2013 began with the federal government getting by the fiscal cliff and finished with legislation that funded the federal government for the balance of the fiscal year. But raising the federal debt ceiling remains a nagging problem. This is the fiscal background for the worst economic recovery since the depression. The best quarters of growth since 2009 have struggled to exceed a 3% annual rate. The Federal Reserve in December predicted GDP growth in 2013 will be 2.2-2.3% and 2.8-3.2% next year. Janet Yellen last week said she hopes 2014 growth will be 3%. Even though the unemployment rate dropped below 7%, many new jobs are temporary with low pay while other laid off workers have given up looking for work.
Meanwhile the stock market roared ahead. Following four very good years (2009-2012), stocks had one of their best years in history in 2013. The Dow Jones Industrials rose more than 26% to a new record at 16,576 at year end, the S&P 500 soared almost 30% to 1848 (another record) and the Nasdaq climbed 38% to 4176 (a 13 year high).
Dow Jones Industrials - 1 year
But an alternative measure of growth for stocks shows the Dow rose only 17% above the previous record in November 2007, less than a 3% annual growth rate. Since the start of 2000, the Dow rose 44%, equivalent to a meager 2.6% annual compounded growth rate. Not only was capital appreciation disappointing, there were 2 substantial selloffs along the way.
But dividends and dividend growth remained meaningful for growing portfolios, and, more importantly, annual income. The ultimate goal for the vast majority of portfolios is to supply income in retirement so that an investor will be able to enjoy, potentially, more than 20 years and pay for rising medical and Obamacare related expenses. Dividend Aristocrats are the most reliable stocks for increasing income, having raised annual dividends for a minimum of the prior 25 years. Over the long term, higher dividends should continue because of track records of raising dividends through good and bad years.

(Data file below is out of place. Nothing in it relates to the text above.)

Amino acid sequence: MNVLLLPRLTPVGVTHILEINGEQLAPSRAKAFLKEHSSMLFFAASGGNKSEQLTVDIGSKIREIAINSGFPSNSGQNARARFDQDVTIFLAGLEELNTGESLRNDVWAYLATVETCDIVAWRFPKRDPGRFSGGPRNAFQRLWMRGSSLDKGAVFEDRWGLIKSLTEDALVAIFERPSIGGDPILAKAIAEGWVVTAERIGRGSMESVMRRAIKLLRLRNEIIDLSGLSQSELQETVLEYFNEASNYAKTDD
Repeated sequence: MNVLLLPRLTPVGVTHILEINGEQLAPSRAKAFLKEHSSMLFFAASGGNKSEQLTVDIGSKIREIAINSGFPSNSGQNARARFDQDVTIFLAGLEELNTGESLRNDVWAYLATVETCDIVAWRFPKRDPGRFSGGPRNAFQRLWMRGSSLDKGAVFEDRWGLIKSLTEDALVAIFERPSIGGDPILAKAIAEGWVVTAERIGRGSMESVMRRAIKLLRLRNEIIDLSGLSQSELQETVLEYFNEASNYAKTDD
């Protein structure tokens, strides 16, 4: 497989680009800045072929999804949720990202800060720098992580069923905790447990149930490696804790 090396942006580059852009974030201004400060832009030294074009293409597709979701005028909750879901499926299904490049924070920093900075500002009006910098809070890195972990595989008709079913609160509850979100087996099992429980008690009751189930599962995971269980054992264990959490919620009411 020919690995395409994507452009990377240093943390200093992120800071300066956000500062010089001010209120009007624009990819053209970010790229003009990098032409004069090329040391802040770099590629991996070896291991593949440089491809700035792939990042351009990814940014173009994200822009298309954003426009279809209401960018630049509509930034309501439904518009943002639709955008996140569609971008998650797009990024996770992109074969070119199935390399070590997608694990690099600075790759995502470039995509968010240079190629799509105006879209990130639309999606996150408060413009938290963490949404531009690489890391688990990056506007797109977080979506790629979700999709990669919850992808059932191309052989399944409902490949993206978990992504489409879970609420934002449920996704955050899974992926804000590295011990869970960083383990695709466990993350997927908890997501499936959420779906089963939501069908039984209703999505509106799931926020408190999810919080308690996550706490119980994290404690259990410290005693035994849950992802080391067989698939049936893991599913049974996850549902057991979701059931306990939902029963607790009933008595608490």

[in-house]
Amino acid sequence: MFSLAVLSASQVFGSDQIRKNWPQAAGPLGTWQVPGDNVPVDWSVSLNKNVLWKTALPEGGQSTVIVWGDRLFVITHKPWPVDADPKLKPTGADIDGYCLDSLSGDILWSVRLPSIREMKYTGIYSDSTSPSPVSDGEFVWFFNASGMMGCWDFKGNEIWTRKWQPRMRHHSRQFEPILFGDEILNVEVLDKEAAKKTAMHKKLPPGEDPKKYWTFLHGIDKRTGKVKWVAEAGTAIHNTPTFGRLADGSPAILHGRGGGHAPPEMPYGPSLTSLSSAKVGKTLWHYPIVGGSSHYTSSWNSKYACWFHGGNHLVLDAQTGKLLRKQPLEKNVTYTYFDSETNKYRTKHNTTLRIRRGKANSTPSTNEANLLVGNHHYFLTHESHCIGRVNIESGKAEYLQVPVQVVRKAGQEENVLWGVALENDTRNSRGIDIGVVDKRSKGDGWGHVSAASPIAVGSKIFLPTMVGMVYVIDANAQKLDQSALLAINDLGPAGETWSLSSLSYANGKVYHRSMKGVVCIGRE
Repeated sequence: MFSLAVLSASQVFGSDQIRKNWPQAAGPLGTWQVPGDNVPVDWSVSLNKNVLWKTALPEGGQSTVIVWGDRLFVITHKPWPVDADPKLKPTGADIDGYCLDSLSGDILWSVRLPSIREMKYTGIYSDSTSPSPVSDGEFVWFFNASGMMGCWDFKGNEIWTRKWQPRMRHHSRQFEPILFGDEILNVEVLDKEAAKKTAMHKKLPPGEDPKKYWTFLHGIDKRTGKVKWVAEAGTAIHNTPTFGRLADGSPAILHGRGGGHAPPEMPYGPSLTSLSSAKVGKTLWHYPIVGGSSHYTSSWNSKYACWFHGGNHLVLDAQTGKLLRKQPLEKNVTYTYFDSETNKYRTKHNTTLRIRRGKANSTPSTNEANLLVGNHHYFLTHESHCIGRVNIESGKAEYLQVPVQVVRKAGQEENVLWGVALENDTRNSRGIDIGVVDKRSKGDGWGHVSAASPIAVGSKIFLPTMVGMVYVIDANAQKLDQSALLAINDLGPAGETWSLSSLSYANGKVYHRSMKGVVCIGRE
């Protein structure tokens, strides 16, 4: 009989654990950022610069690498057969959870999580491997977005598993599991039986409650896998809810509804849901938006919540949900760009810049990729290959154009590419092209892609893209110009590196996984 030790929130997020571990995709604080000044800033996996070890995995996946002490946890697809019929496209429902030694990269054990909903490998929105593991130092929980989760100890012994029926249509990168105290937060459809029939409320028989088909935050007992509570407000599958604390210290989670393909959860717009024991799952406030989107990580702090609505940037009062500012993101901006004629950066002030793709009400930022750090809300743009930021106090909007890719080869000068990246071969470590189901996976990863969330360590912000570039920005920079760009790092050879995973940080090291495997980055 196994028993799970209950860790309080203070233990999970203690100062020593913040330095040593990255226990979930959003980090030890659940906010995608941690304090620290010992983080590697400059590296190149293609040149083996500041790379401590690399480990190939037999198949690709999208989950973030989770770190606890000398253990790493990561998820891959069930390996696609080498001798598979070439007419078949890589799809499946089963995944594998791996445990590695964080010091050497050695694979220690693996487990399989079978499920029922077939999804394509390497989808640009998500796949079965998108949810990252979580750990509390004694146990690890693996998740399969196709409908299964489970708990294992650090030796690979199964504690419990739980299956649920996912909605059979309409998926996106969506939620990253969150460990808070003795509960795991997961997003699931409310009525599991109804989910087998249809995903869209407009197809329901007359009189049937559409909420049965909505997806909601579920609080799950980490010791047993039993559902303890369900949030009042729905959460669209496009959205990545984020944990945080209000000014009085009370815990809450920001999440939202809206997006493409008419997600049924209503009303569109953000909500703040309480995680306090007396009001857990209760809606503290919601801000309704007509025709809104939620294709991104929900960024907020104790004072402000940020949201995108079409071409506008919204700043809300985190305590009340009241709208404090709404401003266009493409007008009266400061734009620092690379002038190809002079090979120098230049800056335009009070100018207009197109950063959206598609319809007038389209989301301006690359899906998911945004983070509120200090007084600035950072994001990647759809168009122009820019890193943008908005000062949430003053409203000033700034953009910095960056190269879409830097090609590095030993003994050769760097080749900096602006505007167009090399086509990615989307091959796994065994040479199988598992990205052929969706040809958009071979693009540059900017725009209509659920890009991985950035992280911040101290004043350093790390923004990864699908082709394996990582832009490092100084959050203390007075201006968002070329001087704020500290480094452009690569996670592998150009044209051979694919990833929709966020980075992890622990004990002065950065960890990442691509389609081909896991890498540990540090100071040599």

Below are 9 of the finest Dividend Aristocrats with attractive yields. They will be raising dividends in 2014 and in the coming years. In my article last year "A Dozen Stocks To Depend On For Profits In 2013," the featured stock was VFC Corp (VFC). With the lowest yield in the group, it had the best year by gaining 60% in 2013 because investors were rewarded for smart business decisions by management to grow the company. Below are 9 Dividend Aristocrats for investment in 2014.
9 Dividend Aristocrats for Yield and Growth
Leggett & Platt (LEG)
Procter & Gamble (PG)
(1) HCP, Inc. is a REIT and an S&P 500 company that invests primarily in healthcare real estate, including senior housing and related facilities. Because of conservative leverage, it has a BBB+ credit rating. Funds from Operations applicable to common shares (FAD) was guided at $2.51 in 2013 at a November presentation, an increase of 13% over 2012 comparable earnings. The annual dividend was increased for the last 28 years. The yield is 5.5% and the next dividend increase is scheduled for the end of January.